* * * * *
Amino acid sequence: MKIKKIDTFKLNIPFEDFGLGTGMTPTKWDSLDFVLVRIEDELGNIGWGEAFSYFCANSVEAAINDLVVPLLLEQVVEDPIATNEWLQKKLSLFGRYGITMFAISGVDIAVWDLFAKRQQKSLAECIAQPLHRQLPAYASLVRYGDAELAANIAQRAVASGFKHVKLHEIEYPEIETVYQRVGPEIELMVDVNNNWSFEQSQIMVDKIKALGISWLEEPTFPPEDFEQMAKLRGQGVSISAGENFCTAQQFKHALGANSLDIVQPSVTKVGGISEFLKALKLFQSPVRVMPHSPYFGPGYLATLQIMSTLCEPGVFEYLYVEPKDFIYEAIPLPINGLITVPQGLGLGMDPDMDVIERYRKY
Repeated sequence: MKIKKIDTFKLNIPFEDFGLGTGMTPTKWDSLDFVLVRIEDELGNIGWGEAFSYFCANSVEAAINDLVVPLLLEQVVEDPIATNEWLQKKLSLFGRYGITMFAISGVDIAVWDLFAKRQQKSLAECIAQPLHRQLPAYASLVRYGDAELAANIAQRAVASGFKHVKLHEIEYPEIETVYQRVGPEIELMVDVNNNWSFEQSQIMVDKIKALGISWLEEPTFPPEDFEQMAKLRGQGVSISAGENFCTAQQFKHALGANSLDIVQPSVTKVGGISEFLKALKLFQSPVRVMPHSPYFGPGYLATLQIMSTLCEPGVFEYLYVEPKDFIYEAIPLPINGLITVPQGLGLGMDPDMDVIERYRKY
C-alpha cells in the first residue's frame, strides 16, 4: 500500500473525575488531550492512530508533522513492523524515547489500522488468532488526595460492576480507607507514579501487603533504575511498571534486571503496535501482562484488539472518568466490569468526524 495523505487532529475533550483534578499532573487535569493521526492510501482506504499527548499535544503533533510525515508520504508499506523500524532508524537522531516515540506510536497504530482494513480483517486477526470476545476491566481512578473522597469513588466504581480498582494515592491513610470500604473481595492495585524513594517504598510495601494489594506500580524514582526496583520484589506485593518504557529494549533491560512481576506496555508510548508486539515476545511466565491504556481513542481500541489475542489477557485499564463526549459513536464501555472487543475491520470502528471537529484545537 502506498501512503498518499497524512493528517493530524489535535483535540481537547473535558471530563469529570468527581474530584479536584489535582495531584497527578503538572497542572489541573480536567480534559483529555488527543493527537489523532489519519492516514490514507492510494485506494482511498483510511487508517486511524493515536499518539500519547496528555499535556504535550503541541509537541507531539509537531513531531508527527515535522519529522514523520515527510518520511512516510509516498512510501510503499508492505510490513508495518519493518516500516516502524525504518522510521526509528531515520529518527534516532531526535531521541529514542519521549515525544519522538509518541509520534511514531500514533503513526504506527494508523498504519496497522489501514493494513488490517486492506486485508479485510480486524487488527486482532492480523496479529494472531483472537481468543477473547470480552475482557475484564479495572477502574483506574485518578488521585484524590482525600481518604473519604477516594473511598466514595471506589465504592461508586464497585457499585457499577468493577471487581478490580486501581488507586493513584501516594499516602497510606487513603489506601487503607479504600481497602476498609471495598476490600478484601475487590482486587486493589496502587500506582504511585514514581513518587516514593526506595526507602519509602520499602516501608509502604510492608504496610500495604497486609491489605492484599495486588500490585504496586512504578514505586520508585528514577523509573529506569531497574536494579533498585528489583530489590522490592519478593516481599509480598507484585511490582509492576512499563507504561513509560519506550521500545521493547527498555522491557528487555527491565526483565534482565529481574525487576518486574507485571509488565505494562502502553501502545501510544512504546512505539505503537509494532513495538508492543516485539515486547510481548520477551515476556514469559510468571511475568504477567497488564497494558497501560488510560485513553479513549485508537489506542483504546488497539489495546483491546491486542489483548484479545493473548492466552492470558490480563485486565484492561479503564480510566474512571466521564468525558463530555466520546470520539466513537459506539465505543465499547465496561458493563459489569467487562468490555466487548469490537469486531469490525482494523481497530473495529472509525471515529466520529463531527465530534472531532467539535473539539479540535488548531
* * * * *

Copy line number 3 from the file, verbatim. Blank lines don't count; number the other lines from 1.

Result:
C-alpha cells in the first residue's frame, strides 16, 4: 500500500473525575488531550492512530508533522513492523524515547489500522488468532488526595460492576480507607507514579501487603533504575511498571534486571503496535501482562484488539472518568466490569468526524 495523505487532529475533550483534578499532573487535569493521526492510501482506504499527548499535544503533533510525515508520504508499506523500524532508524537522531516515540506510536497504530482494513480483517486477526470476545476491566481512578473522597469513588466504581480498582494515592491513610470500604473481595492495585524513594517504598510495601494489594506500580524514582526496583520484589506485593518504557529494549533491560512481576506496555508510548508486539515476545511466565491504556481513542481500541489475542489477557485499564463526549459513536464501555472487543475491520470502528471537529484545537 502506498501512503498518499497524512493528517493530524489535535483535540481537547473535558471530563469529570468527581474530584479536584489535582495531584497527578503538572497542572489541573480536567480534559483529555488527543493527537489523532489519519492516514490514507492510494485506494482511498483510511487508517486511524493515536499518539500519547496528555499535556504535550503541541509537541507531539509537531513531531508527527515535522519529522514523520515527510518520511512516510509516498512510501510503499508492505510490513508495518519493518516500516516502524525504518522510521526509528531515520529518527534516532531526535531521541529514542519521549515525544519522538509518541509520534511514531500514533503513526504506527494508523498504519496497522489501514493494513488490517486492506486485508479485510480486524487488527486482532492480523496479529494472531483472537481468543477473547470480552475482557475484564479495572477502574483506574485518578488521585484524590482525600481518604473519604477516594473511598466514595471506589465504592461508586464497585457499585457499577468493577471487581478490580486501581488507586493513584501516594499516602497510606487513603489506601487503607479504600481497602476498609471495598476490600478484601475487590482486587486493589496502587500506582504511585514514581513518587516514593526506595526507602519509602520499602516501608509502604510492608504496610500495604497486609491489605492484599495486588500490585504496586512504578514505586520508585528514577523509573529506569531497574536494579533498585528489583530489590522490592519478593516481599509480598507484585511490582509492576512499563507504561513509560519506550521500545521493547527498555522491557528487555527491565526483565534482565529481574525487576518486574507485571509488565505494562502502553501502545501510544512504546512505539505503537509494532513495538508492543516485539515486547510481548520477551515476556514469559510468571511475568504477567497488564497494558497501560488510560485513553479513549485508537489506542483504546488497539489495546483491546491486542489483548484479545493473548492466552492470558490480563485486565484492561479503564480510566474512571466521564468525558463530555466520546470520539466513537459506539465505543465499547465496561458493563459489569467487562468490555466487548469490537469486531469490525482494523481497530473495529472509525471515529466520529463531527465530534472531532467539535473539539479540535488548531